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Bipolar Medications

Medications for Bipolar Disorder in Children and Adolescents

Children and adolescents with bipolar disorder generally are treated with lithium, but valproate and carbamazepine also are used. Researchers are evaluating the safety and efficacy of these and other psychotropic medications in children and adolescents. There is some evidence that valproate may lead to adverse hormonal changes in teenage girls and polycystic ovary syndrome in women who began taking the medication before age 20. Therefore, a physician should monitor young female patients who are taking valproate.

Bipolar Medications for Women

Women with bipolar disorder who wish to conceive, or who become pregnant, face special challenges due to the possible harmful effects of existing mood-stabilizing medications on the developing fetus and on the nursing infant. Therefore, the benefits and risks of all available treatment options should be discussed with a clinician skilled in this area. New treatments with reduced risks during pregnancy and breastfeeding are being studied.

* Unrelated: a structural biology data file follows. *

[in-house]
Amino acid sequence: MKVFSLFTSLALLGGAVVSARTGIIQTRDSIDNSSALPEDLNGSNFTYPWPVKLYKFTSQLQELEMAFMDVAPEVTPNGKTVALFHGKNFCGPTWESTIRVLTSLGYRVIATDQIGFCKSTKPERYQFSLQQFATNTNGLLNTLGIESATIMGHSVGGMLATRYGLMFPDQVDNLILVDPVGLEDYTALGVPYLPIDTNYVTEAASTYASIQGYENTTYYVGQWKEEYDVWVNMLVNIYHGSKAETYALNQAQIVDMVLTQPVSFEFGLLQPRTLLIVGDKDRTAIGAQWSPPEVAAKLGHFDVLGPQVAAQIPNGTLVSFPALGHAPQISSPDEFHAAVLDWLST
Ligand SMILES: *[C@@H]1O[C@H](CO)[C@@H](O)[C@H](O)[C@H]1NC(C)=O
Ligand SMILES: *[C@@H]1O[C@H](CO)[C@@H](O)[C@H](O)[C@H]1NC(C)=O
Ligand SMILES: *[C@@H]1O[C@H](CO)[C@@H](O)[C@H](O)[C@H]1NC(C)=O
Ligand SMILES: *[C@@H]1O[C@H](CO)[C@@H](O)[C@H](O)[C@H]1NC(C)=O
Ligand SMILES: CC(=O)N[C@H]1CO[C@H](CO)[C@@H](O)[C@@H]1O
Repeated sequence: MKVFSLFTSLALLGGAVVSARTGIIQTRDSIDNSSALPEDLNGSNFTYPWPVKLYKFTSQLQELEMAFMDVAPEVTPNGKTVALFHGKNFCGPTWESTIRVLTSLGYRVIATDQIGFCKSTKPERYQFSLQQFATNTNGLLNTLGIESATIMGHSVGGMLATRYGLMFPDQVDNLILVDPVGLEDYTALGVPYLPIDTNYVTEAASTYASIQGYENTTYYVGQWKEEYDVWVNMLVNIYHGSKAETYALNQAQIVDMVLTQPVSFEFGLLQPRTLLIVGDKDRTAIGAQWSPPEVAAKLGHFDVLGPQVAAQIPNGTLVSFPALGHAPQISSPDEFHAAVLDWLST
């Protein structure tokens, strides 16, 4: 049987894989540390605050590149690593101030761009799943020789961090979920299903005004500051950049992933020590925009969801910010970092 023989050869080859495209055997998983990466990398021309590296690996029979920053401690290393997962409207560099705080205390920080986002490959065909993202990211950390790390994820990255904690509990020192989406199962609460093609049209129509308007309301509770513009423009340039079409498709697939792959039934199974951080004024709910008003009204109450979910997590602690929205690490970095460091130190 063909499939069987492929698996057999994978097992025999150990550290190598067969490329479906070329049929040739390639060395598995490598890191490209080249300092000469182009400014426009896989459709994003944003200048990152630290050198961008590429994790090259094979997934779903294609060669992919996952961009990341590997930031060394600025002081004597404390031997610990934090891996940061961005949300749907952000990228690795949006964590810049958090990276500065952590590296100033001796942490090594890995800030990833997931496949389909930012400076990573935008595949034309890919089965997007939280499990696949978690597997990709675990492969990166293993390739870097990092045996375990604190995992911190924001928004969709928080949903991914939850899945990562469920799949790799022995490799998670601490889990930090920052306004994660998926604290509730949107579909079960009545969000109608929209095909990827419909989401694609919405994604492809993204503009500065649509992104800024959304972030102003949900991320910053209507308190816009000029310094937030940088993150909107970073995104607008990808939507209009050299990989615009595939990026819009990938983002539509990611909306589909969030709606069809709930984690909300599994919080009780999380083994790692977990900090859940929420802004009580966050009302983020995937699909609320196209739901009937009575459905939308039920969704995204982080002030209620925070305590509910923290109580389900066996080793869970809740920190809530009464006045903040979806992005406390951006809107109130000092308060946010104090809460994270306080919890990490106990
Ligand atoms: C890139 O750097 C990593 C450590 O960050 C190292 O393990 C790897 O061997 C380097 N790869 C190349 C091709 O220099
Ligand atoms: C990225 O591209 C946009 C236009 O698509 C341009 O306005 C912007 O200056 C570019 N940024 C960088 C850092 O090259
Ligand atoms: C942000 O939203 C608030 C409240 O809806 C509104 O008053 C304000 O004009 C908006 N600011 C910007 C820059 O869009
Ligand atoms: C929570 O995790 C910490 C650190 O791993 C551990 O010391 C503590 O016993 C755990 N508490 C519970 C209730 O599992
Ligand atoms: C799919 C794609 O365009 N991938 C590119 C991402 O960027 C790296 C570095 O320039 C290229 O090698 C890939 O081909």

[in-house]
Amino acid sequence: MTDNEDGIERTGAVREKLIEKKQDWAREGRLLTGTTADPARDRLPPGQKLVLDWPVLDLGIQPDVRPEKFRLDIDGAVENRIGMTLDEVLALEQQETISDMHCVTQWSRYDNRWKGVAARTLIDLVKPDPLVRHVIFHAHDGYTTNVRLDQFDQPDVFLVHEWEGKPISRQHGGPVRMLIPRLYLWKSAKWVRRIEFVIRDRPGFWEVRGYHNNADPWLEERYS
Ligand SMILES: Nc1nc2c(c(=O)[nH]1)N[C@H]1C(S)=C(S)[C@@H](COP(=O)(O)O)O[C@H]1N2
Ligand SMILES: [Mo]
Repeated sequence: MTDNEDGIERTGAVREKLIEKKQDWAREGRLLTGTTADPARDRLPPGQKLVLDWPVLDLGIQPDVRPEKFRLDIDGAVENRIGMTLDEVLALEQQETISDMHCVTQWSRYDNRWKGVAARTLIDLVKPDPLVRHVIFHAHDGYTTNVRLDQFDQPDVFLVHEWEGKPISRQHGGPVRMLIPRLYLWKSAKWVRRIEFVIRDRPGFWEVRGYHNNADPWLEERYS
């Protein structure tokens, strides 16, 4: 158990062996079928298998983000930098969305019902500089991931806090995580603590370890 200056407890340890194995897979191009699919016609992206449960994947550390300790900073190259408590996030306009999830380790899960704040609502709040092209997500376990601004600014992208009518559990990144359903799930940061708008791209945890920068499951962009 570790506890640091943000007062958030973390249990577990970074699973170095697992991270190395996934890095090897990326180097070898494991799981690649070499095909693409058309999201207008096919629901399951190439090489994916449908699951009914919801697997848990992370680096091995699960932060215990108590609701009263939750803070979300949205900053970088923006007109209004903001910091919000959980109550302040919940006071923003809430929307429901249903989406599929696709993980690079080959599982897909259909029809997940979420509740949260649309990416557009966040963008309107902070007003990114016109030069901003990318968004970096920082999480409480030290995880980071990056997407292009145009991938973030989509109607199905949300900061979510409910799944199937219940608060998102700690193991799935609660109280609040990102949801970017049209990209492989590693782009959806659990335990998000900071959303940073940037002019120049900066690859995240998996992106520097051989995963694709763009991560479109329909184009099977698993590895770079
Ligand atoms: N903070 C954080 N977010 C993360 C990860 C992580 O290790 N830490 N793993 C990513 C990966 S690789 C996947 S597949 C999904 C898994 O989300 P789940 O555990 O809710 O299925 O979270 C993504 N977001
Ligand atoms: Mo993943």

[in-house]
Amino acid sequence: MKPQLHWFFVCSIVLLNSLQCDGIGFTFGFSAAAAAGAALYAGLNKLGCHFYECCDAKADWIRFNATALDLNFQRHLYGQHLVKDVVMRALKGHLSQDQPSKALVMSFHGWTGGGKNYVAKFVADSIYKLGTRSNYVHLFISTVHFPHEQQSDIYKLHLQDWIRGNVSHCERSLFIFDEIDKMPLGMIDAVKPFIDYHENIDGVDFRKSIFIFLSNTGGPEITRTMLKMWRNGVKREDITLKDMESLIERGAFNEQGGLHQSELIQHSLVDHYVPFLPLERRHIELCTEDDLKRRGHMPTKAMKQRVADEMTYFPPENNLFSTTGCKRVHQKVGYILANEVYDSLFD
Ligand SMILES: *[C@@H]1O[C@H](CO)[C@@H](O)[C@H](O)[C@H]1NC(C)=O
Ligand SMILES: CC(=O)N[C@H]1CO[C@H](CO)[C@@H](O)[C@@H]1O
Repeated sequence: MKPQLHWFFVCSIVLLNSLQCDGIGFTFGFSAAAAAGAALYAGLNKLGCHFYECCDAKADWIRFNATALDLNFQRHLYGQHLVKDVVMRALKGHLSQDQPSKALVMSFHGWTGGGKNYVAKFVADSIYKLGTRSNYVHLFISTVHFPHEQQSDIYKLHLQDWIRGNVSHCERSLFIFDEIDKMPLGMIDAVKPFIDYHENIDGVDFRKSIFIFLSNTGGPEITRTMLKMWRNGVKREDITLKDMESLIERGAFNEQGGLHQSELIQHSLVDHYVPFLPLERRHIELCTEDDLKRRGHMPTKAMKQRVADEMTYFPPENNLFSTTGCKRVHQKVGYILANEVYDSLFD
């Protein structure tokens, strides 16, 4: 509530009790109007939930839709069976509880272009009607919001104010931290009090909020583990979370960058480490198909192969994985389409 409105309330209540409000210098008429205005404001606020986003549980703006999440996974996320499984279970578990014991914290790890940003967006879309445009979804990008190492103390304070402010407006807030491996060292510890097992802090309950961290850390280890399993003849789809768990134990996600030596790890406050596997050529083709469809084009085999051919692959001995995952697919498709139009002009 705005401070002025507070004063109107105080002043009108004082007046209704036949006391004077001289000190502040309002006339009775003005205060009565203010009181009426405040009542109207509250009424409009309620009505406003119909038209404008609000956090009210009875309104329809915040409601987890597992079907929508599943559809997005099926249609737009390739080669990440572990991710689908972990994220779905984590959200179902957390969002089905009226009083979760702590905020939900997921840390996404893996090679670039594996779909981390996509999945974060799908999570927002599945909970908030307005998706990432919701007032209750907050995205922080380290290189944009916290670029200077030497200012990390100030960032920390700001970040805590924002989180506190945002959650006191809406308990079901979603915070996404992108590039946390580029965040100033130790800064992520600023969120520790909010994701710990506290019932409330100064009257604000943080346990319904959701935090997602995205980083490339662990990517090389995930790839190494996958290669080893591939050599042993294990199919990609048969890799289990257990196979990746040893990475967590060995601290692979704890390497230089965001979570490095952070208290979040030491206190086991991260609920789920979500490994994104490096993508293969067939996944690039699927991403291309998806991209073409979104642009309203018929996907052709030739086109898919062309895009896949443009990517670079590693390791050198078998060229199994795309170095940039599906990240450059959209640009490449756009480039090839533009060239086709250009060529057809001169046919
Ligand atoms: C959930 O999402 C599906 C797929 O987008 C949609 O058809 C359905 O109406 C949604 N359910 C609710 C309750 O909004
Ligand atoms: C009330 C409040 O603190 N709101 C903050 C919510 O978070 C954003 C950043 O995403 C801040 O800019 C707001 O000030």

Side Effects of Bipolar Medications

Before starting a new medication for bipolar disorder, always talk with your psychiatrist and/or pharmacist about possible side effects. Depending on the medication, side effects may include:
  • Weight gain
  • Nausea
  • Tremor
  • Reduced sexual drive or performance
  • Anxiety
  • Hair loss
  • Movement problems
  • Dry mouth.
Be sure to tell the healthcare provider about all side effects you notice during treatment. He or she may be able to change the dose or offer a different medication to relieve them. Your bipolar medication should not be changed or stopped without the psychiatrist's guidance.
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